Published Thursday, June 18th, 2020
WSC grad Lynn Dobson is president and artistic drector of Dobson Pipe Organ Builders in Lake City, Iowa.
Lynn Dobson graduated from Wayne State College in 1971 with a degree in art and industrial education. While at Wayne State, Dobson took the greatest interest in 3D design classes and specialized in sculpture. He also studied drafting, woodworking, metal technology, blacksmithing, electricity, shop drawing, and management skills, all of which would prove to serve him well as he ventured a career as an organ builder.
As president and artistic director of Dobson Pipe Organ Builders in Lake City, Iowa, Dobson and his firm have acquired an impressive reputation by completing 97 new organs and 45 restorations and rebuilds of older instruments since the company’s founding in 1974. Though firmly rooted in the traditions of fine organ building, Dobson’s artistic approach to elements of organ design has never been bound by the practices of those who have gone before him. He attempts to conceive each instrument as a unique work of art.
Dobson’s interests in architecture, gardening, the visual arts, and the study of nature may seem peripheral to organ building, but they in fact are so intertwined as a single discipline that these interests become inseparable and define who he is, how he lives, and what he does. Dobson experienced the ways of craftsmen at an early age. When the barn on the family farm burned in the winter of 1954, a new, traditionally framed barn was built the following summer. At the age of 5, Dobson was given his first tool box and tools by the carpenters so he could “help” them with their work. Over the next dozen years, the same carpenters returned each summer, eventually building an entirely new set of buildings on the farm.
Exposure to the organ and its music first came through Dobson’s sister, a church organist, and continued through personal reading, study, and working for an organ service company during his college years. By the time he graduated from college, Dobson had designed an organ that he then built during the year following his graduation. This instrument served Our Savior’s Lutheran Church in Sioux City, Iowa, from 1974 until the church closed in 2009. It was subsequently given by Our Savior's to Holy Cross Lutheran Church in Dakota Dunes, S.D., where it continues to serve as part of a vibrant worship community.
Dobson Pipe Organ Builders’ first contract came from one of Dobson’s former teachers, Antony Garlick, a music professor and composer at Wayne State College. When Garlick moved in 1986, he sold the organ to Mary Brooks of Doylestown, Pa. In 1998, she in turn sold it to The Church of the Holy Spirit in Harleysville, Pa. Dobson was once again called upon to move the organ and made several additions to suit its new, larger home.
Dobson Pipe Organ Builders currently employs 23 people, and their recent work includes a large organ for the Cathedral of our Lady of the Angels in Los Angeles, the largest new cathedral built in modern times. Dobson’s team worked with the Pritzker Prize-winning architect Rafael Moneo from Spain on the design of this project. Dobson also designed an organ for The Kimmel Center for the Arts in Philadelphia, home to the Philadelphia Orchestra, one of the top five orchestras in the world. This organ is the largest mechanical action concert hall organ in North America. Dobson was also commissioned to build an organ for St. Thomas Church in New York City. St. Thomas Church is home to the famous choir of men and boys. The organ project was dedicated during the 100th anniversary year of the founding of the choir school, only one of two residential boarding choir schools for boys in the world and the only one in the United States. This organ became Dobson’s largest organ, having 126 ranks of pipes, or 9,741 pipes, the most complex design project of his career.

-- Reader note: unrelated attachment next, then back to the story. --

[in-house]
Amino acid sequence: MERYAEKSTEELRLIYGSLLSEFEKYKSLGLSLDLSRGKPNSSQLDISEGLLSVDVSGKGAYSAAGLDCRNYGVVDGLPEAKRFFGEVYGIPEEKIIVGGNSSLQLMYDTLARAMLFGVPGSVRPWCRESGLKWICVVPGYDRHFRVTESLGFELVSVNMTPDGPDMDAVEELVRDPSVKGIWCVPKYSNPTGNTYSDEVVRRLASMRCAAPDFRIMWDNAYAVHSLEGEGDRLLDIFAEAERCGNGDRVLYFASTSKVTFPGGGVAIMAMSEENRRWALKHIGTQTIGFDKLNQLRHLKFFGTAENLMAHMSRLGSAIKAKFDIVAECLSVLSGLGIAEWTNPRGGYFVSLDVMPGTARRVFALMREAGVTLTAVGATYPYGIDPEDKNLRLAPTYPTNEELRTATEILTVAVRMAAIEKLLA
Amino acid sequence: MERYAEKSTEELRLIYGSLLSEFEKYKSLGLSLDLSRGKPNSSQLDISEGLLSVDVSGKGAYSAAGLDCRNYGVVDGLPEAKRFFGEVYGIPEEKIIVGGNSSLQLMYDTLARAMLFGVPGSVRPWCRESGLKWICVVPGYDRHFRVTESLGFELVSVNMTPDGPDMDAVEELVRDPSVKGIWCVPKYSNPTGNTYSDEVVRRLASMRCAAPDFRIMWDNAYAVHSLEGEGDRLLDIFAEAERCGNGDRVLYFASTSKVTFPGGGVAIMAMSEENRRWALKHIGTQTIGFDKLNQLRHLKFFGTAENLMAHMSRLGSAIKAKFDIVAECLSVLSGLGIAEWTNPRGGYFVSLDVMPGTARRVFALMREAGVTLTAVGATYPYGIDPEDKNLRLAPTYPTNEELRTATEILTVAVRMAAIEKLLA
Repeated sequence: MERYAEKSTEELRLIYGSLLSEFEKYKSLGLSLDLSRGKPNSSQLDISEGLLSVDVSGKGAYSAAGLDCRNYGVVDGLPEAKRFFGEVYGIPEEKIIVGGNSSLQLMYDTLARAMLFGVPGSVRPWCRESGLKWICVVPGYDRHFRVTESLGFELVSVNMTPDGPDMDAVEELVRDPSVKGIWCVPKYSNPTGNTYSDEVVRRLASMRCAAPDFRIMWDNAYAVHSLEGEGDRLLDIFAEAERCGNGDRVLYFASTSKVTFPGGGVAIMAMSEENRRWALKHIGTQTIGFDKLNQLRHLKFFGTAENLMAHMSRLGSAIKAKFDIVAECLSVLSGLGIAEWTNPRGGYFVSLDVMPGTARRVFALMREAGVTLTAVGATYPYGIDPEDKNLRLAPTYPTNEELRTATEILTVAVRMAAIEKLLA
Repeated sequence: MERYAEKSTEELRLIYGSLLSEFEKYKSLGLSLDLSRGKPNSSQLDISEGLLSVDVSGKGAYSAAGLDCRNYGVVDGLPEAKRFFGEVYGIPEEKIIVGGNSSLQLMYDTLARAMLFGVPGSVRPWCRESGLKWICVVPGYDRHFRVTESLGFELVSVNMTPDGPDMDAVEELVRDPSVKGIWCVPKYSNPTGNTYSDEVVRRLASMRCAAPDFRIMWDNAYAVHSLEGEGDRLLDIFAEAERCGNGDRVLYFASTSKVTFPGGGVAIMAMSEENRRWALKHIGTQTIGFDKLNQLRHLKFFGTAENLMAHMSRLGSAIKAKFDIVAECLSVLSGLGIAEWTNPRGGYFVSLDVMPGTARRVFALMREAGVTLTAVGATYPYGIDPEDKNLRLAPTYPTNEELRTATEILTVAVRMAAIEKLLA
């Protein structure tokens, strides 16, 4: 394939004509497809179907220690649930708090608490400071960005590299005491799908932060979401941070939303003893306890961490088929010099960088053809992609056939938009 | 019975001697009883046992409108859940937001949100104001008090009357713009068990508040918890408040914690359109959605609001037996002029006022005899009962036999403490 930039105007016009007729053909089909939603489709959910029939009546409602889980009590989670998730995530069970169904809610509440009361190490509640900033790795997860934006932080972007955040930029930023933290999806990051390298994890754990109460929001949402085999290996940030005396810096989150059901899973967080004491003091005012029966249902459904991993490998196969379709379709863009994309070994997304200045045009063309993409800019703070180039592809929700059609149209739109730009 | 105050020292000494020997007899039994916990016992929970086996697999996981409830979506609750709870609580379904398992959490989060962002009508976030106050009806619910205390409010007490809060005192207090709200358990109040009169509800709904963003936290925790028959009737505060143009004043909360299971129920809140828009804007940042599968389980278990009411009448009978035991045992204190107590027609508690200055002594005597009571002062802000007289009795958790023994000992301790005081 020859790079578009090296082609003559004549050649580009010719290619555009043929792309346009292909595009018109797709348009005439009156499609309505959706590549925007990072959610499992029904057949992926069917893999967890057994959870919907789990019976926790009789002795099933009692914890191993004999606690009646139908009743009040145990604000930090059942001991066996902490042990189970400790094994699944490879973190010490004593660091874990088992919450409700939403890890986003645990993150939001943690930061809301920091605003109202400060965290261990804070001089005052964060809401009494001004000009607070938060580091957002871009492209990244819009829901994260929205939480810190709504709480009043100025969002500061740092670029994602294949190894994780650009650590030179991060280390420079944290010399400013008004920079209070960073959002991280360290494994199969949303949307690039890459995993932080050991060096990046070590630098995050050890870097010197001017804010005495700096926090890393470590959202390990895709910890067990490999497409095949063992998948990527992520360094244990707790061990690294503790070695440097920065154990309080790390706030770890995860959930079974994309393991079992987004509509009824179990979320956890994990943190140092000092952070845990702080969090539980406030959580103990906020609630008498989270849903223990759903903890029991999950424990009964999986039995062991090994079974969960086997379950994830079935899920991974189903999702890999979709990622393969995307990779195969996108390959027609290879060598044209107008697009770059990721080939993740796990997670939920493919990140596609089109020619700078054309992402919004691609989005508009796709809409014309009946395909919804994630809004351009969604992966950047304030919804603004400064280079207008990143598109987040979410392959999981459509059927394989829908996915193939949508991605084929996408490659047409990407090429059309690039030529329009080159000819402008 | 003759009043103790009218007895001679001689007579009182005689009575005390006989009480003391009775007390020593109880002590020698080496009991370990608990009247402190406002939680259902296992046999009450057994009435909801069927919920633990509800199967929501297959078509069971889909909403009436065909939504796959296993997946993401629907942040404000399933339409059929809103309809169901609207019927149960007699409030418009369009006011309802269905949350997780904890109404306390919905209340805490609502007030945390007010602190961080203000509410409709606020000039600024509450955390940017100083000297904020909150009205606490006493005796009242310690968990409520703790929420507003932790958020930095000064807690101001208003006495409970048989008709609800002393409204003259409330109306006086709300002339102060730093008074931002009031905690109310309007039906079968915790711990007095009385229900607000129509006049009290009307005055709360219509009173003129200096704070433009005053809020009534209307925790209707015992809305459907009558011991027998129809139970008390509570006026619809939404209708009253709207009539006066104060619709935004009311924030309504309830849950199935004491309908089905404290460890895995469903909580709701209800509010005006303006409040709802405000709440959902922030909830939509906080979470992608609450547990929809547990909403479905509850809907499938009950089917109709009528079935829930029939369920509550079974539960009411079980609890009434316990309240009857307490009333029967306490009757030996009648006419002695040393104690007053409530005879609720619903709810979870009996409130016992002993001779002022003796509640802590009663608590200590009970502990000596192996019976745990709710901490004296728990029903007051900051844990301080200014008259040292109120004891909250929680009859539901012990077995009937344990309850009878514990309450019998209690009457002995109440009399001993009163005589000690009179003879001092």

International projects include an organ for Merton College at Oxford University in England, the first American organ to be installed in any of the renowned British Universities, and an organ for St. James King Street in Sydney, Australia, to be installed in 2022 as the first new organ built in the United States and exported to Australia.
Dobson has steadily continued to undertake sculptures and other art projects, completing many commissions for churches, residences, and schools. The sculptures are made entirely from fragments of wood left from building organs, an expression of the symbiotic relationship between the sculptures and organ building.
Dobson remains thoroughly involved in the daily activities of Dobson Pipe Organ Builders. His work includes extensive travel to meet with clients, architects, and contractors in developing new projects. At the shop, Dobson generates the initial mechanical and visual designs of all new organs and continues to work closely with members of the firm as more detailed design decisions are made and construction takes place. His work on site includes installation of the instrument, collaborating on the tonal finishing process, and final examination of the completed instrument. Attending the dedicatory event of a completed project provides Dobson with the satisfaction of seeing and hearing the finished instrument in the environment for which it was created.